Nonviolent resistance to injustice is of course a beautiful and laudable idea, made even more beautiful in its success, when such success is possible. Yet in its general feelgood pleasantness, peaceful resistance risks becoming at best a misplaced assumption, divorced from the actual conditions within which people find themselves, and at worst an impractical moralizing dogma.
In conversations with academic colleagues throughout the 2019 anti-extradition movement, for example, I was told endlessly of the prime importance of the movement remaining nonviolent: from the civil rights movement in the United States to South Korea’s transition from dictatorship to democracy to the peaceful resistance to the Kuomintang occupying regime in Taiwan, everyone can list examples of the inspirational moral power of nonviolent resistance.
Yet what my interlocutors failed to note is that for all of its success in other sociopolitical contexts, nonviolent resistance has never in fact succeeded in giving even the slightest pause to the endlessly violent rule of the Chinese Communist Party, whose exercise of power remains safely insulated from any ethical concerns. The track record for nonviolent resistance under CCP rule is in fact grim: from Beijing to Tibet to Xinjiang to Hong Kong, the Chinese Communist Party and its servants have never hesitated to use all of the ammunition available to them to bury and render useless any and all forms of nonviolent resistance.
Thus, after years of peaceful protests in the form of the June Fourth Massacre vigil and the July 1 march, which had in their annual repetition become increasingly ritualized, the Fishball Revolution reflected a newfound recognition of the need for novel paths forward in not only voicing resistance but in fact resisting.
The Fishball Revolution thus presaged new visions of state-society relations and more confrontational modes of resistance. Yet the state’s response to this event also previewed how an increasingly controlling and desperate regime would respond to such resistance.
The Hong Kong government spared no time in 2016 in classifying the Fishball Revolution as a “riot,” a verdict driven more by the desire to condemn than by the reality of the events.
Such eagerness presaged the near instantaneous condemnation of the largely peaceful gathering in Admiralty on June 12, 2019, as a “riot,” a trend which has only accelerated in the National Security Law era to the point that any gathering of a few people that is not a group of blue-ribbon idiots cheering the NSL immediately becomes an “illegal assembly.”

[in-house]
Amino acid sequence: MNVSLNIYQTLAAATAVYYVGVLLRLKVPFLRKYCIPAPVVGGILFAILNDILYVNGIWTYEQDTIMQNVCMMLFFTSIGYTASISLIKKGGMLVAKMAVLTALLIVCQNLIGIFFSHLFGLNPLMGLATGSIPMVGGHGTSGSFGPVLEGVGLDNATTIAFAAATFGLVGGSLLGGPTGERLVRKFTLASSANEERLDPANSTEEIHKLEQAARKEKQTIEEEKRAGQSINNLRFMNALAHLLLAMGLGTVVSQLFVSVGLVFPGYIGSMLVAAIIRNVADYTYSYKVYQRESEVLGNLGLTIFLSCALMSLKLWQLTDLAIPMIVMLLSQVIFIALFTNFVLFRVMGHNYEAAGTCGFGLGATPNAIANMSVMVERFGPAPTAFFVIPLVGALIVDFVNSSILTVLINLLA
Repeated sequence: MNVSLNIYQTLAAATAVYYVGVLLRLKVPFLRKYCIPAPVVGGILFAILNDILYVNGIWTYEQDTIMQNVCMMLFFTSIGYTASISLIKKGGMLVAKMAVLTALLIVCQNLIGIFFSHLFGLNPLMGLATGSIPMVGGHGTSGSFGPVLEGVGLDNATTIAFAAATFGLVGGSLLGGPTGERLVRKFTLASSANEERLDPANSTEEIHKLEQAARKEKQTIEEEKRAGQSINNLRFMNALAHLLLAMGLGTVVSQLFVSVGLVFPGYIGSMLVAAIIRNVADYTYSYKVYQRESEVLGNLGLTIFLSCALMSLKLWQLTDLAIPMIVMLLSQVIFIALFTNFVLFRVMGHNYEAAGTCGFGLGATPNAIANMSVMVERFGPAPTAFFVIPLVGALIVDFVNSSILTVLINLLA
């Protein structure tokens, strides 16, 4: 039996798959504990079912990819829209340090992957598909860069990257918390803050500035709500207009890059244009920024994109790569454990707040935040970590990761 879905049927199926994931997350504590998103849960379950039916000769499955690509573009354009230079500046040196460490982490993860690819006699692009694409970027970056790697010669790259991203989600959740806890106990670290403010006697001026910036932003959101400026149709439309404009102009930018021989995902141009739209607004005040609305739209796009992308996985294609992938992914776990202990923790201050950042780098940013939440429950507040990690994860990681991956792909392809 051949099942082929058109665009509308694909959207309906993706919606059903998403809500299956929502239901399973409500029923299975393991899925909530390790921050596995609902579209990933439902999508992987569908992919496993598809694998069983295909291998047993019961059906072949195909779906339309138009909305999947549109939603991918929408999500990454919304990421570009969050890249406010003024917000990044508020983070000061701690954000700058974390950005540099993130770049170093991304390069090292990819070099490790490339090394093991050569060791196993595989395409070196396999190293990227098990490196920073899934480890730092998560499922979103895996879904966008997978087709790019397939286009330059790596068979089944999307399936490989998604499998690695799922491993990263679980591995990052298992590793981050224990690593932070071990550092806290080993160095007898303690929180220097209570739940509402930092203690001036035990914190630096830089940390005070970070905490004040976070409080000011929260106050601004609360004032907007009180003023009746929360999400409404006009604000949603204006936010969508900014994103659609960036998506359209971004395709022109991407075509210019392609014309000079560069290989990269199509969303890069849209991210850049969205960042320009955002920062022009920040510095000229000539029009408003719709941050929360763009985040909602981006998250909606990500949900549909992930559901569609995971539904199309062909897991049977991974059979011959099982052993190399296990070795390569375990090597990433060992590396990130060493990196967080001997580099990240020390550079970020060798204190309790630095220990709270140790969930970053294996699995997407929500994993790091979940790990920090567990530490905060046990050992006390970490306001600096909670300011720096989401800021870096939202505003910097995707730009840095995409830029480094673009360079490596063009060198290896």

The government also showed its hand in its unforgiving prosecution/persecution of young activists at the site of the clashes in Mongkok. Edward Leung of Hong Kong Indigenous, currently serving a six-year prison sentence on Fishball related charges, is undoubtedly the most famous case, clearly intended to serve as a deterrent to other activists. Yet there are many other Fishball-linked political prisoners who deserve our attention and concern.
Foremost among these, in my opinion, is Andy Wai Yip Yung, who is currently serving a sentence of three years in prison. Yung, also known as “Captain America” as a result of his propensity for dressing up as this cartoon character, has been diagnosed with autism and developmental disabilities. Raised by his elderly grandmother from a young age, Yung represented the Hong Kong swimming team at the Special Olympics in Sydney in 2000.
Yet despite the obvious negative impact of imprisonment on his mental health as articulated by psychiatric experts at this trial, as well as supporting letters from 125 citizens, Yung was still sentenced to three years in prison on the basis of thoroughly unconvincing evidence. In this sentence the government, showed its eagerness to go beyond mere repression to meanspirited vindictiveness, ruining lives to make its point.
Faced with such obvious political persecution, still, others fled into exile: Ray Wong of Hong Kong Indigenous was one of the first to do so after Fishball, and has now been followed in the National Security Law era by a growing number of activists who recognize that exile is sadly the only refuge from Hong Kong’s broken political and legal systems today.
The government’s response to the Fishball Revolution in 2016 thus signaled its own inability to work with and respond to Hong Kong’s politically engaged and active civil society, opting instead for clumsy and impulsive repression that appears to work in the short-term but in the long-term in fact leaves issues fundamentally unresolved to fester below the surface: the China model.
In sum, reflecting on the events of five years ago, it may seem difficult to imagine an event like the Fishball Revolution happening again today.
Yet at the same time, the regime’s increasingly wanton repression also means that another event like the Fishball Revolution is in fact inevitable: the only question is when.
(Kevin Carrico is Senior Lecturer in Chinese Studies at Monash University and the author of Two Systems, Two Countries: A Nationalist Guide to Hong Kong, forthcoming in late 2021).